Occupancy in Nairobi hotels falls 11 per cent
Nairobi hotels recorded their lowest occupancy in a rating of 14 African cities last year as new establishments boosted Kenya’s total bed space even as the number of tourists arrivals rose compared to the previous year, according to industry researcher HTI Consulting.
Nairobi’s occupancy performance was the weakest of the 14 cities assessed with a decline of 11.1 per cent. The cities include Addis Ababa, Accra, Cape Town, Dakar, Dar es Salaam, Lagos, Lusaka, Monrovia, Gaborone and Windhoek.
According to the study, there was high growth in new supply with an 8.7 per cent increase in rooms available despite jitters surrounding the August 2017 General Election.
“Supply grew by 478 rooms of which 334 were internationally branded (Four Points Sheraton, Park Inn),” notes the study.
Past data from the Tourism ministry shows the contribution of visitor arrivals from East Africa helped grow Kenya’s overall tourism arrivals to 1.47 million last year, up from 1.34 million in 2016 although the numbers remained well below a peak of 1.83 million in 2011.
The increase saw the country’s revenue from tourism jump 20 per cent last year even as the sector continued to recover from a series of terrorist attacks on the country a few years ago that had scared away foreign visitors.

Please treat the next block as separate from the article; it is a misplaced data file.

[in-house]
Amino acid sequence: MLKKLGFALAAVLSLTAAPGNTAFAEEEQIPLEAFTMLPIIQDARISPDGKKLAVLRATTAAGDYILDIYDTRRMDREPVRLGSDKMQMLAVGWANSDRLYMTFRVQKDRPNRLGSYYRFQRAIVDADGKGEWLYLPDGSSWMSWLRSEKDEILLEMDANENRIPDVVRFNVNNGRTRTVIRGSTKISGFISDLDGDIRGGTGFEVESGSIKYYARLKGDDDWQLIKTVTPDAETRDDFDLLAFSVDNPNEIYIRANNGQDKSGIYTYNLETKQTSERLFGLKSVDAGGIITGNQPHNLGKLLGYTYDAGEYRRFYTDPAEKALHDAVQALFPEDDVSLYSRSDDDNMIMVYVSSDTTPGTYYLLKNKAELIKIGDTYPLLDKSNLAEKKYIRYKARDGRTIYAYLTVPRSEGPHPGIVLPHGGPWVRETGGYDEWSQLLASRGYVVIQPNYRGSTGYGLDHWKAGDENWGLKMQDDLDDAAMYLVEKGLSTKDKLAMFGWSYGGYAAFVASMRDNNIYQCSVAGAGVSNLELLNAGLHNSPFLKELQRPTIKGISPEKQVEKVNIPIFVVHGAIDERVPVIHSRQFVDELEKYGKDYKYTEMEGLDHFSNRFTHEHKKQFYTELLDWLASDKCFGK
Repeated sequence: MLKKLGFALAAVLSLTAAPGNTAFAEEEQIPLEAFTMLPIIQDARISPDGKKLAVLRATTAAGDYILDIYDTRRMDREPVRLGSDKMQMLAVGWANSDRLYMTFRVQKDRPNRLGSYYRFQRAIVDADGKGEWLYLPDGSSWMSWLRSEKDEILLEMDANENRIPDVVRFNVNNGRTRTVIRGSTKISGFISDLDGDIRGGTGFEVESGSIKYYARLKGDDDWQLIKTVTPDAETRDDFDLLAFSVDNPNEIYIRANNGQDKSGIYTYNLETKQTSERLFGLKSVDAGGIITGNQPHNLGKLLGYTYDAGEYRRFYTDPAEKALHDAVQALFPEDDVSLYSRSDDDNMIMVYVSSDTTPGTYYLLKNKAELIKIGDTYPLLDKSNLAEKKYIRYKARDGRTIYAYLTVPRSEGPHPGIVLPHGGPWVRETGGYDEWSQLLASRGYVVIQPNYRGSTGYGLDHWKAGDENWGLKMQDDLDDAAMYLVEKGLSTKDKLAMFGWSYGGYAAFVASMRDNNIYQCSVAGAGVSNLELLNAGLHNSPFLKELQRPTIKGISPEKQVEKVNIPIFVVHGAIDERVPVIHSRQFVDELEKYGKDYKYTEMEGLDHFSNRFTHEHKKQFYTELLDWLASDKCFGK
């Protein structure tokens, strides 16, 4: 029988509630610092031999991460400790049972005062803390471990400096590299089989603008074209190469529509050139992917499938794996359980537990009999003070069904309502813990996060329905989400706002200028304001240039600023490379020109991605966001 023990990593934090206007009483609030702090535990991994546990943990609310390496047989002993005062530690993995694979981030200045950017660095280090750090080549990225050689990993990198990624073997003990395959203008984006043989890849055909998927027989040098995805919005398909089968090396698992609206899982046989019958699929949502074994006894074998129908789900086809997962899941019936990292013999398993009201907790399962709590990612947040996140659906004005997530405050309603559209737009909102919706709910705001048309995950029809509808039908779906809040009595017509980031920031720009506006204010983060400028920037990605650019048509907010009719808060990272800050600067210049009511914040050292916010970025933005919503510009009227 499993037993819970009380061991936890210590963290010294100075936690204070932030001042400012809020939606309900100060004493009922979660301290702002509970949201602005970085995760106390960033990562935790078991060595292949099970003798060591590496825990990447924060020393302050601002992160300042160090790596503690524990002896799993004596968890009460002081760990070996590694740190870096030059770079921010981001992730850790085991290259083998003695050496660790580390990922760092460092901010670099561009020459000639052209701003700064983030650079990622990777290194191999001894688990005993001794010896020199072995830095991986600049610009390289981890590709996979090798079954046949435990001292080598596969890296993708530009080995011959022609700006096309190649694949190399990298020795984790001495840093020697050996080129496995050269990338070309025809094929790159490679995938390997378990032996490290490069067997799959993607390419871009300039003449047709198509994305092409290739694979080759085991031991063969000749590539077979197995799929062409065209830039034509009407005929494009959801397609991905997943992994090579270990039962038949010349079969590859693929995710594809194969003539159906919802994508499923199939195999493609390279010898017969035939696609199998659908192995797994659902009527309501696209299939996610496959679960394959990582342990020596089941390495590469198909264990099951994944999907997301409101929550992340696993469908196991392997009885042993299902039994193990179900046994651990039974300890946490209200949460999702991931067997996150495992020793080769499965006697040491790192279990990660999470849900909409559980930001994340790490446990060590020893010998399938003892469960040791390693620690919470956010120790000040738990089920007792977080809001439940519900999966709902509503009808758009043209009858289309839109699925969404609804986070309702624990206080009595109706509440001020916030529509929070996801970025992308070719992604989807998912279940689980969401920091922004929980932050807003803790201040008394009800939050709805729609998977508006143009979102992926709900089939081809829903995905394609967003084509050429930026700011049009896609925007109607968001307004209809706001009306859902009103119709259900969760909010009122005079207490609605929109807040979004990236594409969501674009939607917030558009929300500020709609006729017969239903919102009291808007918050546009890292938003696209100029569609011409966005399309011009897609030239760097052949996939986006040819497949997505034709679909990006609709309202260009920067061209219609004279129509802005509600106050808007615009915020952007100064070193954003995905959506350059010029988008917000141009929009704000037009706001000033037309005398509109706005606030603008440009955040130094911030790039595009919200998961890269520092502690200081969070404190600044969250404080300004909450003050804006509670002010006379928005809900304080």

Revenue from tourism, one of Kenya’s main hard currency earners alongside tea and horticulture, totalled Sh120 billion for 2017, Tourism secretary Najib Balala said early February.
“Kenya grew stronger in 2017 as a destination brand following positive visibility… This was achieved despite a busy electioneering season that threatened to slow down tourism activities,” Mr Balala said.
According to the HTI study, Dar es Salaam followed Nairobi with a decline in occupancy of nine per cent.
This is linked to uncertainty by investors in the country in terms of new government policy, which it notes limited business travel to the Tanzanian city.
Addis Ababa and Gaborone also had lower occupancies following a decline in growth of 10 per cent and 7.1 per cent respectively in 2016.
“Although supply has increased in these cities, demand is declining due to political unrest (Addis Ababa) and economic challenges driven by mining (Gaborone),” says the study.